A modern person whisked back over the centuries into the Middle Ages would sooner or later realize that medieval society was profoundly different from that of the modern world, but the physical differences between the medieval and modern worlds would be evident at once. The simplest daily routines would become significant chores, readily available commodities would become valuable rarities, and commonplace interactions with one's own body and the physical environment would take on enormous significance. In this chapter, we will look at various material factors that shaped medieval life.
In today's industrialized world, it is hard to envision how much effort it takes to produce even the simplest of goods when each piece must be transformed by hand from raw materials to finished product. Medieval craftsmen made use of a wide range of tools, from the smith's simple hammer to the weaver's intricate loom, but in all cases the amount of human labor involved was enormous. There were only a few fully mechanized processes in the medieval economy; aside from the wind- or water-powered mills used for grinding flour, virtually every form of work was based primarily on human, or in some cases, animal, labor.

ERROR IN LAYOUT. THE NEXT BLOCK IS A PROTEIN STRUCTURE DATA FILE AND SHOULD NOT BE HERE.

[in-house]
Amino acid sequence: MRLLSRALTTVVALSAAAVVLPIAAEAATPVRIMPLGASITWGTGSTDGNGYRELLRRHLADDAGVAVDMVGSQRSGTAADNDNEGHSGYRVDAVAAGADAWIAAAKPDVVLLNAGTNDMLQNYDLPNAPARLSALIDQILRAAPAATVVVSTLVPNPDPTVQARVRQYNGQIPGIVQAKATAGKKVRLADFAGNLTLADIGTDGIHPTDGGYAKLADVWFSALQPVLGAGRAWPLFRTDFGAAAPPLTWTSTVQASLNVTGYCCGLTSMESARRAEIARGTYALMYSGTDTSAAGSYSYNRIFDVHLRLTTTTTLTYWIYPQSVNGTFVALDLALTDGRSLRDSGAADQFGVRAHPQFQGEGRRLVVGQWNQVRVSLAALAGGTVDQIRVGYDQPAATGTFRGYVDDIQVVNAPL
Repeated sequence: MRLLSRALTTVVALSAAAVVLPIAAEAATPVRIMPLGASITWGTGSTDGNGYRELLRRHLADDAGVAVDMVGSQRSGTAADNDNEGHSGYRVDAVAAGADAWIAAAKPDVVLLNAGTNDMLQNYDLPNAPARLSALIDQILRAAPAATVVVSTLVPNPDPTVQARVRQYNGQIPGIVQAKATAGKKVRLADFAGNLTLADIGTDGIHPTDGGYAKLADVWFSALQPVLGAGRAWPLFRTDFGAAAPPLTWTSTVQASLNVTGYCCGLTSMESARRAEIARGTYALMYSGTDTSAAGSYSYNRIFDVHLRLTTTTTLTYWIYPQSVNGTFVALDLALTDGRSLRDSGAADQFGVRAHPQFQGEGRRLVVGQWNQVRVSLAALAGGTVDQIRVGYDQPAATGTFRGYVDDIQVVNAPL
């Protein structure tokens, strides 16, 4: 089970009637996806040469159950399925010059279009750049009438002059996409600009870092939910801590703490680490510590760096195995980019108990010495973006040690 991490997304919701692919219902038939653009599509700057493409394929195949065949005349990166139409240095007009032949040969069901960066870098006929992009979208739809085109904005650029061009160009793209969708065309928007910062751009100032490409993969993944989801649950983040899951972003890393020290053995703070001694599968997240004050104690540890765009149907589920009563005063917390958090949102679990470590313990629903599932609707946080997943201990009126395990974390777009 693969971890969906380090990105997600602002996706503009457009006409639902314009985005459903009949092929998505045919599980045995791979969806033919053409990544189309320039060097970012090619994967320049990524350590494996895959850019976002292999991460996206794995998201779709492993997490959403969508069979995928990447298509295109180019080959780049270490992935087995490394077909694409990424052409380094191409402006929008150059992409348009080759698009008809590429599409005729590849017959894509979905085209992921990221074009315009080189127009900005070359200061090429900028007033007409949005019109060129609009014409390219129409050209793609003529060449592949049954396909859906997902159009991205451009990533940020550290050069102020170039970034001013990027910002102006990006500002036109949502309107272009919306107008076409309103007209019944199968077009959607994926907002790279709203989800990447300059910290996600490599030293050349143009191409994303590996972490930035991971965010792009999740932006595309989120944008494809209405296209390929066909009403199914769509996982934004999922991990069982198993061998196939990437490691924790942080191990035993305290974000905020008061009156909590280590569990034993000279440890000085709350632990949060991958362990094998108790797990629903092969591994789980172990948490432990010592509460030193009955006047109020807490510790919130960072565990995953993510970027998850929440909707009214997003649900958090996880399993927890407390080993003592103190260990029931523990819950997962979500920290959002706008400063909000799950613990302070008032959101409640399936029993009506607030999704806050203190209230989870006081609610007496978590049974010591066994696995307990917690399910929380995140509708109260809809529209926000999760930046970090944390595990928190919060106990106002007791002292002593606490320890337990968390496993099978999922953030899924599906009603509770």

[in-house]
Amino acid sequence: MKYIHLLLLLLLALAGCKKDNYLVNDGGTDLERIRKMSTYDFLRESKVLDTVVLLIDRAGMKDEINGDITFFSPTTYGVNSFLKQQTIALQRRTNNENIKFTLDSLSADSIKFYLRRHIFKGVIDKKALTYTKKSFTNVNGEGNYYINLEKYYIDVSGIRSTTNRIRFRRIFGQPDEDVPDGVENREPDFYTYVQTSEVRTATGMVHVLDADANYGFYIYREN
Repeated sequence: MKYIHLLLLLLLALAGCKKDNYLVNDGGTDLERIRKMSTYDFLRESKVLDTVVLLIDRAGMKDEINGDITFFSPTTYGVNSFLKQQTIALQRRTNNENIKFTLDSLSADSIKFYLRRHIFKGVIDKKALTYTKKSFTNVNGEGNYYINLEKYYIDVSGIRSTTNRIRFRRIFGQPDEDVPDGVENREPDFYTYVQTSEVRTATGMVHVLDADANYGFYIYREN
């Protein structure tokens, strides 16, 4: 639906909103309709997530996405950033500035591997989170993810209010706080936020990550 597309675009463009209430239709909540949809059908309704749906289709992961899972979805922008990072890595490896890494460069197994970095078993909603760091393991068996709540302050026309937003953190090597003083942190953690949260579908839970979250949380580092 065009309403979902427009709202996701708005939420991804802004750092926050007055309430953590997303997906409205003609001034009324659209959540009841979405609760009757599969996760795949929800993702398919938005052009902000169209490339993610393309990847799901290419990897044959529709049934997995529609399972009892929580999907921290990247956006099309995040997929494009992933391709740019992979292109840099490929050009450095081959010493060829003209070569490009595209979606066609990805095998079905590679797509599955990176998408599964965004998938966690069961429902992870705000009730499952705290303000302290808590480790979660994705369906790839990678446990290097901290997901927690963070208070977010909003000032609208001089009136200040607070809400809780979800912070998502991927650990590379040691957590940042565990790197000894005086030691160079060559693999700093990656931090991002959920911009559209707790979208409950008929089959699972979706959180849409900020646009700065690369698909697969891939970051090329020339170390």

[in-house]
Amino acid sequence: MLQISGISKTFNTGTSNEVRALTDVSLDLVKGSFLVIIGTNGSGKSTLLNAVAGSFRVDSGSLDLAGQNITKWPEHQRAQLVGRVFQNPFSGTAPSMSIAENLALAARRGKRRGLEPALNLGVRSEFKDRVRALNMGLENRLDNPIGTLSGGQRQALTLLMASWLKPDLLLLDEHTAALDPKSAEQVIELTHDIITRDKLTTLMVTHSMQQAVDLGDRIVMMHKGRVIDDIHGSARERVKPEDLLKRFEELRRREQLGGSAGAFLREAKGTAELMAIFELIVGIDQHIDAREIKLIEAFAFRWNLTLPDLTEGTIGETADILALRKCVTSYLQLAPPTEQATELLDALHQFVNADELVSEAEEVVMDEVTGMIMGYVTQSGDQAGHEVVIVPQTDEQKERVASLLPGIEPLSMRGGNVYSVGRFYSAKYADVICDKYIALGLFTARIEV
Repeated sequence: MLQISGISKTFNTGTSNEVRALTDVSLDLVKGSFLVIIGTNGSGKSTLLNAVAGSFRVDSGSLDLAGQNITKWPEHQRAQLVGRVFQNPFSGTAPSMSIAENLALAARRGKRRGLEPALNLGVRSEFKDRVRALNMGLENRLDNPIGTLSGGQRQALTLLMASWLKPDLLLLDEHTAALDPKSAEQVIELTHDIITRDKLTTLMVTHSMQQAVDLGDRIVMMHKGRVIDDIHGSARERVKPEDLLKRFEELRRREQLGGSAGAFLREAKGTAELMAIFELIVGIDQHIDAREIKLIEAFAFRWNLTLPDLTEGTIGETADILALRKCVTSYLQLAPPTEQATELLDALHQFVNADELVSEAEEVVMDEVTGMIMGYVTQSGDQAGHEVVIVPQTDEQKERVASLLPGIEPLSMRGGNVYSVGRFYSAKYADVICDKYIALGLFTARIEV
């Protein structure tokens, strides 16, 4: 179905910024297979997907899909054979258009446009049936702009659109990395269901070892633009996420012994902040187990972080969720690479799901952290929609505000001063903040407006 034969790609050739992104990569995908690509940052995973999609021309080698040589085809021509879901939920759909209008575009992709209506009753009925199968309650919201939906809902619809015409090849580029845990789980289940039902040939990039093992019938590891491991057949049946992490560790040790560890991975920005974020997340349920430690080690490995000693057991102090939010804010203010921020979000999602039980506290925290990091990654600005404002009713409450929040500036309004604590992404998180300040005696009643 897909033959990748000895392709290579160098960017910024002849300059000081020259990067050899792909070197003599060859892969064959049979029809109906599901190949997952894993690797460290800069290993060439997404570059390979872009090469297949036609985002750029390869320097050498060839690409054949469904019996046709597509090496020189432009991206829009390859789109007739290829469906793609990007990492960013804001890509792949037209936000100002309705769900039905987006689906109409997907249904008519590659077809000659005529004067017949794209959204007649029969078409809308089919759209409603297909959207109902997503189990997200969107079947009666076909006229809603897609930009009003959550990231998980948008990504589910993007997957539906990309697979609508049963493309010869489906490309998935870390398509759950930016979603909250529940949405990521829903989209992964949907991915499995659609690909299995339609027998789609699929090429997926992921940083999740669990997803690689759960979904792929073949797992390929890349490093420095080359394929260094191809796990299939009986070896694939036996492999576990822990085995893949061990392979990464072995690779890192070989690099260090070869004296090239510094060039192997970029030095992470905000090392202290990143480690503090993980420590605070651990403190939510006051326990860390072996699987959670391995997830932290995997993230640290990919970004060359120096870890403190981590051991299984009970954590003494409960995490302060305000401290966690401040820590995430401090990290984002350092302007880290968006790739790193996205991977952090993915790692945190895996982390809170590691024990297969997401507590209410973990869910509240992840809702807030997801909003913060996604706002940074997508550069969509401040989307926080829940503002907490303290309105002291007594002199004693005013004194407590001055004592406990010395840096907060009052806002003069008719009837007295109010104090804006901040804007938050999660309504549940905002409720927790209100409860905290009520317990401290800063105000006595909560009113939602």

The production of ironwork illustrates the effort involved in medieval industry. Iron was a staple component in medieval material culture, and its use known in Europe since the first millennium B.C., yet its production remained a laborious task. The iron ore had to be extracted from the ground by miners. It then had to be heated to over two thousand degrees Fahrenheit (although there was